J.D. and Sara got married last weekend. I was so excited I made a giant batch of Mexican Wedding Cookies to celebrate. Of course I should preface this by saying I was not invited to the wedding. Since the groom and I haven’t seen each other for thirty-five years and I have never met the bride it’s about what one would expect. I was just so tickled having watched the relationship unfold on facebook that I wanted to wish them well from my kitchen.
I knew the groom in high school. He was a year younger than me, very smart and sardonic, in a Dorothy Parker sort of way, and it was clear to most of us, even back then, he was going to be a writer. He had an impish smile, a ready (if snarky) wit, and had a headful of hair. But soon after I left for college we lost touch.
That was until my classmate Jerry Eisner decided our class should have two 30th high school reunions – one in our old stomping grounds of central New York and another online via Facebook. The physical reunion was a whirlwind of fun. Forty-eight hours of eating, drinking, pulling out pictures of kids (and in some cases grandkids), catching up with each other’s lives and life paths. It was difficult to see everyone in such a compressed space of time, and many of our classmates were unable to attend for one reason or another. In comparison the virtual reunion (as I think of facebook) has been quietly going on now for six years. It includes a much broader group – people who were a year ahead or behind of our graduating class, siblings of friends, friends of siblings, folks who moved before graduating. A true reunion. It’s a smörgåsbord of life stories and pictures (some of which I maybe didn’t want to know, but hey) and better than the annual holiday card. It was through this virtual reunion that J.D. and I reconnected.
Turns out he has written some books, is into yoga, plays the guitar, and has a lot more face than in the old days. Along the way he met Sara and I watched as his status updates moved them from “in a relationship” to “engaged” and finally to “married” this past weekend. So Mozel tov to you both, I wish you a very happy marriage.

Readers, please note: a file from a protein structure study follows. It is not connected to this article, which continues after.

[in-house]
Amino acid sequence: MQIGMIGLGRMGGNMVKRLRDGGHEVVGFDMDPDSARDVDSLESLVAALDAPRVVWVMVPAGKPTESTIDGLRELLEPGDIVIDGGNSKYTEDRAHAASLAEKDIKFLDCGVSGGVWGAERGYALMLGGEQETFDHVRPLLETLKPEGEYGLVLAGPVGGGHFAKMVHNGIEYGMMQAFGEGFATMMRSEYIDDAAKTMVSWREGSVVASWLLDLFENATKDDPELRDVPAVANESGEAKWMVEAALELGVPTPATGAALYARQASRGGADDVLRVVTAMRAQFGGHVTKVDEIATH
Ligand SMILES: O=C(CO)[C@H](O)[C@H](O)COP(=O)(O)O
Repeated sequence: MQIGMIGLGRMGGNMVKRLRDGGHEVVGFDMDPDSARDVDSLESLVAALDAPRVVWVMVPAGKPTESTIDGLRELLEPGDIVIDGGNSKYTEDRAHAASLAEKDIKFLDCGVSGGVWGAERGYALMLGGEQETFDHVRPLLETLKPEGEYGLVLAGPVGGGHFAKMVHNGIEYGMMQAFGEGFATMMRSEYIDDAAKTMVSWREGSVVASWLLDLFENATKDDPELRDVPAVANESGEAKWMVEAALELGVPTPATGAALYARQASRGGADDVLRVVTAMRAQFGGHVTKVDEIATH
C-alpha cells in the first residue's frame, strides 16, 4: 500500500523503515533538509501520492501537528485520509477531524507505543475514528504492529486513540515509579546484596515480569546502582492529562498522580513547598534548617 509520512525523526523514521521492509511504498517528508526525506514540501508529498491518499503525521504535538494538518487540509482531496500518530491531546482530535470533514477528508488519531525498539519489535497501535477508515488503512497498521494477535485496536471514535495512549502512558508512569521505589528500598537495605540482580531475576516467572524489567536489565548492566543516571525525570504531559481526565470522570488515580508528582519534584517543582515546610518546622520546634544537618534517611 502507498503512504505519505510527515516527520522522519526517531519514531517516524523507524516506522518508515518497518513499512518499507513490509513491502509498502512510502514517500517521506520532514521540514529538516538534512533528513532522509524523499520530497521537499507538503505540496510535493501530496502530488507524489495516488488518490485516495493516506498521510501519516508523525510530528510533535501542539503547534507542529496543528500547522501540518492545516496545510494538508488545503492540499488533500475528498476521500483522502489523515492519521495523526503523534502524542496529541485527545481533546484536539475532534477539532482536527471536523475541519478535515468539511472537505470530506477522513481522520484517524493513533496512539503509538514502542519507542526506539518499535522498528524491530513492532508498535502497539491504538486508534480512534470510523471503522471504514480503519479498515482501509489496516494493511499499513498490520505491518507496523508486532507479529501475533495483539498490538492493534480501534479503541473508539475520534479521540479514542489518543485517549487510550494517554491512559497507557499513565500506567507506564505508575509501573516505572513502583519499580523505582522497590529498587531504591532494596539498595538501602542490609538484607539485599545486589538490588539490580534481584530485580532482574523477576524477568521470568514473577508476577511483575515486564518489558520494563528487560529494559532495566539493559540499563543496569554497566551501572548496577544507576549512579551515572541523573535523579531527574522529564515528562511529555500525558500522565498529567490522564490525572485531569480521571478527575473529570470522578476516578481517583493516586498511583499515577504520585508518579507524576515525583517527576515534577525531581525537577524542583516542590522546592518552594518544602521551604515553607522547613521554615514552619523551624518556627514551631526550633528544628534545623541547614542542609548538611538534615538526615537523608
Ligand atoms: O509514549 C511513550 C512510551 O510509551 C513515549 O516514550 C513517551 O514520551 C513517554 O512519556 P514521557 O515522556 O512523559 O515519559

This recipe is from the inimitable Nancy Baggott‘s book The International Cookie Cookbook. Nancy suggests using pecans, but I’ve used walnuts when I didn’t have pecans on hand and the cookies are just as delicious. I’ve also come across variations which used almonds and were called Russian Tea Cakes. I will put out a warning that these cookies are so buttery they almost crumble in your hand, plus the powdered sugar gets all over everything. Unless you’re wearing black you won’t care about the powdered sugar as you reach for another.
Mazel Tov Mexican Wedding Cookies
1 2/3 cup pecans or walnuts
1 1/2 cups unsalted butter (use really good butter)
2/3 cup powdered sugar
2 teaspoons vanilla
1/4 teaspoon kosher salt
3 cups flour
2-3 cups more powdered sugar for coating
Preheat the oven to 350ºF. Spread the nuts onto a jelly roll pan and bake 7-10 minutes, shaking the pan every so often. Take out and cool before grinding. You may not want to do this step (or you may forget) but trust me you will like the cookies made with toasted nuts sooooo much more. They have a nutty flavor that hits your taste buds in all the right places.
If you’re good at multi-tasking cream the butter while the nuts are toasting. You can do this with a mixer. The batch I made for Sara & J.D. I creamed by hand and those cookies were especially wonderful. So consider skipping your trip to the gym and beating the butter by hand. When the nuts are cool pop them into a small food processor along with the powdered sugar or some of the flour. You want to grind them into a powder without turning them into toasted nut butter. The sugar (or flour) helps keep them nuts. Cream whatever sugar you didn’t use in with the butter, then add the vanilla. If you ground your nuts with the sugar mix that into the butter. Fold in the flour and salt.
Roll the dough into 1″ balls and place on a parchment paper covered cookie sheet. Adjust your oven rack so it is in the top third of your oven. Bake the cookies 10-12 minutes, swiveling the baking sheet 180º mid way through. The cookies don’t brown too much, but may have some color along the bottom edge.
When you take them out of the oven let them sit for a minute then carefully move them from the cookie sheet to a cooling rack. Let cool for 5 minutes. In order for the powdered sugar to stick to the cookies you need to put it on while they are still warm. The problem is if you put the cookies in powdered sugar too soon they will melt it. So warm, not hot and not cold.
I sift a layer of powdered sugar into a small lasagna pan and gently place the cookies in. Then I make it “snow” powdered sugar. I take them out and let them finish cooling on a rack. When they are all cooled I put a thin layer of powdered sugar into the box I’m keeping them in and sift a bit more on top.
P.S. to J.D. & Sara – These cookies aren’t the best travelers since they are so buttery and crumbly but if you two want to taste them email me your address and I’ll pop a box of them in the mail ♥